As I sat back in the recliner thinking once more about how to maintain an exercise regimen in the year to come, I was interested in how presidents have kept fit throughout history. Most of them did nicely, which is not surprising considering they had to stay active to deal with demands of the office.
Early leaders George Washington and Thomas Jefferson developed the skill and coordination of excellent horsemen. A few years later, John Quincy Adams swam (naked) in the Potomac River every morning, long before it was known that this was the ultimate cardiovascular exercise.
Abraham Lincoln, who grew up guiding a horse plow and splitting wood rails for fences, once used his strong arms to throw a heckler out of a political rally.
Theodore Roosevelt overcame his childhood frailty in the arid west as a hand on his own ranch. He was always active in boxing, and led other dignitaries on point-to-point walks in Rock Creek Park. One time he asked a French ambassador, when they took off their clothes to cross the river, why he did not remove his gloves. “Why Mr. President,” he exclaimed, “We might meet ladies!”
William Howard Taft may not be remembered as athletic because of his weight and the famous custom bathtub installed in the White House, but he later trimmed 100 pounds off his frame and lived a long life as a Chief Justice. He liked golf and tennis. TR had cautioned him not to be photographed playing, however, because it might make him look too upper-class.
Probably the most interesting game played by a president was named after him. Hooverball, invented by doctor, involved two teams tossing an eight-pound medicine ball over a net every morning during the Depression. It would have much easier for Herbert Hoover than tackling the plight of Americans at the time.
Franklin Roosevelt developed his upper body strength by pulling ropes to hoist the elevator up and down, sitting in a wheelchair, at his home. He was also a swimmer. Harry Truman took 120 steps per minute during his mile and a half daily walks. This was the World War I marching pace, which would make any Fitbit happy.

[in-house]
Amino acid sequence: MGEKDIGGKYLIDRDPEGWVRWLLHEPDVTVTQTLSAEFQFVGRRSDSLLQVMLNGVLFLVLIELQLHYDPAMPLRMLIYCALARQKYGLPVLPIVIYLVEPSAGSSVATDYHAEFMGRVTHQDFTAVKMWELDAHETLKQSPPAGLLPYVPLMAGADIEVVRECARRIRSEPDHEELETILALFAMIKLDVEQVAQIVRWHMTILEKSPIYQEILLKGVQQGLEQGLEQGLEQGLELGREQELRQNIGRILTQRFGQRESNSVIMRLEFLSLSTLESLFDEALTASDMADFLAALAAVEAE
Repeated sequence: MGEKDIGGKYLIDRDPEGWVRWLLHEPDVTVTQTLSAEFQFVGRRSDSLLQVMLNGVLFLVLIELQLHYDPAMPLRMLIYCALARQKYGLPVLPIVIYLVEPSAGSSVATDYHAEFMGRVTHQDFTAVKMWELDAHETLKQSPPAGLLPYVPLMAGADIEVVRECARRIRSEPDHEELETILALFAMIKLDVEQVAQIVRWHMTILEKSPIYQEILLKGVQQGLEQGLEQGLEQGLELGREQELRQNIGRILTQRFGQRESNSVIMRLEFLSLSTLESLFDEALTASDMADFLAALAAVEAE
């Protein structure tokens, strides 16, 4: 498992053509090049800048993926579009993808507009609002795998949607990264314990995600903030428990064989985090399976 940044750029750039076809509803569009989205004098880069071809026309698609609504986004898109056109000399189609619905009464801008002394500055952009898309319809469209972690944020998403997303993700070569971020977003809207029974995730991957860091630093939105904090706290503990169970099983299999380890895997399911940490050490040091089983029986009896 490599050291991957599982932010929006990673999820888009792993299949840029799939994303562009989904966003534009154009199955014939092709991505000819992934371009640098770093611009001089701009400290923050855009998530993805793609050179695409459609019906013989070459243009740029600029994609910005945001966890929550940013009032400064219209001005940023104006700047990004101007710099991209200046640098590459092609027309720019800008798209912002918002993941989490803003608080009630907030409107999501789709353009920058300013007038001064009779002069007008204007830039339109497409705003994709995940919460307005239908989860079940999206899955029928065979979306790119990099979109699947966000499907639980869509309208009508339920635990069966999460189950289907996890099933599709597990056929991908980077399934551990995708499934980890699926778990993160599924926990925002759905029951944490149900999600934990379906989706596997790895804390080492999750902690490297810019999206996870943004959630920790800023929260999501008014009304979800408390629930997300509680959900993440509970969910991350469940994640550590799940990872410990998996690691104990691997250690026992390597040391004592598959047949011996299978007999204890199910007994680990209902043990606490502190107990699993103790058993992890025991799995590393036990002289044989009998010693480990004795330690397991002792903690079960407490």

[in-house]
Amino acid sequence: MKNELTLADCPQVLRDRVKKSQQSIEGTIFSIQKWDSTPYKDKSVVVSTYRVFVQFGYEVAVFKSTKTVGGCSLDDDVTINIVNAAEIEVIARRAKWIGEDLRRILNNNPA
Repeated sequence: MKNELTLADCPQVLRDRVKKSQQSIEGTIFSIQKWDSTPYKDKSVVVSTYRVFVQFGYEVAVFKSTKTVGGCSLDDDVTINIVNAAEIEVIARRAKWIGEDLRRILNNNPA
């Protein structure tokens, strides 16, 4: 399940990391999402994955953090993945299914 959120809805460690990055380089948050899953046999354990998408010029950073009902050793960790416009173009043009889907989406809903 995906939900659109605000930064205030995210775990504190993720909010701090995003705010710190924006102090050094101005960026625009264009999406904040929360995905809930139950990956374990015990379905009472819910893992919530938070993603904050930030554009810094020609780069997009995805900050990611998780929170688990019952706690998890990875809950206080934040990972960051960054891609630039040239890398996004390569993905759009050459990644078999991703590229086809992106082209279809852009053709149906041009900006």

Dwight Eisenhower played football for the United States Military Academy, once tackling legendary Native American star Jim Thorpe. John Kennedy played football with his family members until his weak back prevented it. Concerned about flabby citizens of the 1960s, he initiated a nationwide fitness program and commissioned the recording of “Chicken Fat” still used in schools today.
At the top of the list of fit presidents is Gerald Ford, despite his reputation for being clumsy. That was because his knees had been used up as a football player for the champion University of Michigan Wolverines. He turned down offers from the Green Bay Packers and Chicago Bears, and later settled for playing golf.
Ronald Reagan was a high school lifeguard who saved over 70 people from drowning. When president he stepped up body building with specially-designed workouts after he was shot, and even wrote a fitness article for Parade Magazine. “In my view, every exercise program should have an outdoor element to it – whether jogging, bicycling, skiing, hiking, or walking. I prefer horseback riding and, whenever possible, hard manual labor at the ranch,” he said.
The George Bushes also head the fit list, with the father a high school baseball captain and a serious runner. Dubya runs and cycles yet today. Bill Clinton famously jogged, as Barack Obama loves to play pickup basketball games off backboards on the old Taft tennis court.
Warren G. Harding was probably in the worst shape of all of our presidents: boozing, smoking and sitting still.
Donald Trump? His idea of burning calories is sweating in a crowded room. He sleeps four hours a night and skips breakfast. What will the President’s Council on Physical Fitness do about that? It may just have to be the Council on Physical Fitness for the next four years.
I will have to slim down to give him an example.